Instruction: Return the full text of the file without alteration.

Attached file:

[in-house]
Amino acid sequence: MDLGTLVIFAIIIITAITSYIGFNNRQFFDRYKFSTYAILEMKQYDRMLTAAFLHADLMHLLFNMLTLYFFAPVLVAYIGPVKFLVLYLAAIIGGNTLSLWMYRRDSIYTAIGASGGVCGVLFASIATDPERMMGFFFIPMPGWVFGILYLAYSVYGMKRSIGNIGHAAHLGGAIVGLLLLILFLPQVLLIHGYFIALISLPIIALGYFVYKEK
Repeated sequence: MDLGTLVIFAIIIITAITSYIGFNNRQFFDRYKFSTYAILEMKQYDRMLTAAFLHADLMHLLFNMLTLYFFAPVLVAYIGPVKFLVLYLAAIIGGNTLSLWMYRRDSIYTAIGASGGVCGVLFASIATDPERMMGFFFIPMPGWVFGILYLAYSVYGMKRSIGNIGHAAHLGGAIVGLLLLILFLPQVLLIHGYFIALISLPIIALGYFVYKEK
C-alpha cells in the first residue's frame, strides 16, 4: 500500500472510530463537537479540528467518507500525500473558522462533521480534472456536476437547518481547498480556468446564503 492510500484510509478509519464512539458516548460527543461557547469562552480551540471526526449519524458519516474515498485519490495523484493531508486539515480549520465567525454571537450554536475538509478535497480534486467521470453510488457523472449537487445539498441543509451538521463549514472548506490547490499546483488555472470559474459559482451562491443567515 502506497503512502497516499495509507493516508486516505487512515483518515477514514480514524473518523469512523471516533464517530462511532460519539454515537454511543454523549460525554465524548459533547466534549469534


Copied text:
[in-house]
Amino acid sequence: MDLGTLVIFAIIIITAITSYIGFNNRQFFDRYKFSTYAILEMKQYDRMLTAAFLHADLMHLLFNMLTLYFFAPVLVAYIGPVKFLVLYLAAIIGGNTLSLWMYRRDSIYTAIGASGGVCGVLFASIATDPERMMGFFFIPMPGWVFGILYLAYSVYGMKRSIGNIGHAAHLGGAIVGLLLLILFLPQVLLIHGYFIALISLPIIALGYFVYKEK
Repeated sequence: MDLGTLVIFAIIIITAITSYIGFNNRQFFDRYKFSTYAILEMKQYDRMLTAAFLHADLMHLLFNMLTLYFFAPVLVAYIGPVKFLVLYLAAIIGGNTLSLWMYRRDSIYTAIGASGGVCGVLFASIATDPERMMGFFFIPMPGWVFGILYLAYSVYGMKRSIGNIGHAAHLGGAIVGLLLLILFLPQVLLIHGYFIALISLPIIALGYFVYKEK
C-alpha cells in the first residue's frame, strides 16, 4: 500500500472510530463537537479540528467518507500525500473558522462533521480534472456536476437547518481547498480556468446564503 492510500484510509478509519464512539458516548460527543461557547469562552480551540471526526449519524458519516474515498485519490495523484493531508486539515480549520465567525454571537450554536475538509478535497480534486467521470453510488457523472449537487445539498441543509451538521463549514472548506490547490499546483488555472470559474459559482451562491443567515 502506497503512502497516499495509507493516508486516505487512515483518515477514514480514524473518523469512523471516533464517530462511532460519539454515537454511543454523549460525554465524548459533547466534549469534